The shelter clientele drawn to Upham's Corner have an impact on the community.  We are all familiar with homeless men who:
  • Ask for money
  • Ask for a place to stay
  • Sleep in the open at St.Kevin's
  • Use the alleys and entryways as public outhouses
While this behavior can take place anywhere, it has a higher likelihood in Upham's Corner because a shelter exists here. 

Having a homeless shelter in Upham’s Corner provides pluses and minuses.  On the plus side, the Pilgrim Church receives rental income and participates in providing a safety net for people who desperately need shelter.  On the minus side, Upham's Corner is the recipient of more traffic, air pollution, litter, noise and unacceptable behavior along one of the main corridors of the business district.

The following recommendations are based on analysis and conversations with members of the community especially the Improvement Association.


1. Rapport with the Community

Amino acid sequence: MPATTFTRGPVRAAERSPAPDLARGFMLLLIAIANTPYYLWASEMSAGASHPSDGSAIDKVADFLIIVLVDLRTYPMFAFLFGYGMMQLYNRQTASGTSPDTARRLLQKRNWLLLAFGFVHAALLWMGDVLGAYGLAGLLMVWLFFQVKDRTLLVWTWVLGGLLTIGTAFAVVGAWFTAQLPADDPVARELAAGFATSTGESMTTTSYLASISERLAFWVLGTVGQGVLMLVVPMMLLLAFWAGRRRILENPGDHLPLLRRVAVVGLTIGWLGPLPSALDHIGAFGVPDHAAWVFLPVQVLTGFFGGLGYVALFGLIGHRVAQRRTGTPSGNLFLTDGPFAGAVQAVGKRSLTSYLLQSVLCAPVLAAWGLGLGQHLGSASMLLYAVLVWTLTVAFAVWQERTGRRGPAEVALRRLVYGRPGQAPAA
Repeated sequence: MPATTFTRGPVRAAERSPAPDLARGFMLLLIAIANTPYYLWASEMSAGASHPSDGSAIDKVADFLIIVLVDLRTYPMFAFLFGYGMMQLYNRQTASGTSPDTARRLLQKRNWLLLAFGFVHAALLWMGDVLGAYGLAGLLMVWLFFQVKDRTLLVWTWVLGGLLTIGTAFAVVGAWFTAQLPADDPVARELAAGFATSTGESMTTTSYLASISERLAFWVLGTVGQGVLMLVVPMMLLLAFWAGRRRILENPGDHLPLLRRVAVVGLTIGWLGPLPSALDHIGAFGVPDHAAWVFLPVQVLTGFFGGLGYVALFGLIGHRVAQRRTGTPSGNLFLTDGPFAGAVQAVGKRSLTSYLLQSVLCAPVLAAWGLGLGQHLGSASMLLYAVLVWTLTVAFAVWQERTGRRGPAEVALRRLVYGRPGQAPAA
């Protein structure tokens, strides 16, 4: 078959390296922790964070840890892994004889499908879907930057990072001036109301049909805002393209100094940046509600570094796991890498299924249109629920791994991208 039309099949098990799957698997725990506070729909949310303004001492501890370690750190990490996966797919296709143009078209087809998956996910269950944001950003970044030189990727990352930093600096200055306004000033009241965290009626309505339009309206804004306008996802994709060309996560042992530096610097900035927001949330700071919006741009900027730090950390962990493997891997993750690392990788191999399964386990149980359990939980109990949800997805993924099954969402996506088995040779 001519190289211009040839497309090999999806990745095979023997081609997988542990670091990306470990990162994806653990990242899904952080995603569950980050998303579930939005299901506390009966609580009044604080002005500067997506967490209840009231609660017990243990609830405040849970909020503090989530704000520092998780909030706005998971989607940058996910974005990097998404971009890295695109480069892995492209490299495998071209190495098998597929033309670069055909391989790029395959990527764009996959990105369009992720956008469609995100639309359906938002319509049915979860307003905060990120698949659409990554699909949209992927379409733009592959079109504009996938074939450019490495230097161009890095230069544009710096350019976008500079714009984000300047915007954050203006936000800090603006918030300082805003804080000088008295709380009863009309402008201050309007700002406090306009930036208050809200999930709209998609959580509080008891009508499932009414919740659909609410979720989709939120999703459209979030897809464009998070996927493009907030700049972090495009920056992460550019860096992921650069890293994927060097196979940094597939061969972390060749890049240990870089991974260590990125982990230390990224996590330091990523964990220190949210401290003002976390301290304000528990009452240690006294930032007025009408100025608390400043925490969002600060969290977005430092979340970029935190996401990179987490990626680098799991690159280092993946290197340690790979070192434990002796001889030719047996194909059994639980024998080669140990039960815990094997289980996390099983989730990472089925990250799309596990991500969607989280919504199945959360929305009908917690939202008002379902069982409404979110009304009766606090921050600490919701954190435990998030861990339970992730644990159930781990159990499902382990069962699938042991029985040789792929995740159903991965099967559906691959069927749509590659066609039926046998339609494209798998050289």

What steps is the Pilgrim Shelter taking to build rapport with the Upham's Corner community and ameliorate the effects it has on our neighborhoods? 

While Johnny Hudson stated:  "We want to be good neighbors, " we see no indication that his organization is taking any steps to build a meaningful relationship with the community and provide a forum for conversation about issues, ideas and suggestions. 

While Johnny stated and believed that the Shelter Director attends neighborhood association meetings, we can assure him that no one attends from the shelter.  Staff used to attend but that stopped a long time ago.

2. Performance Report Card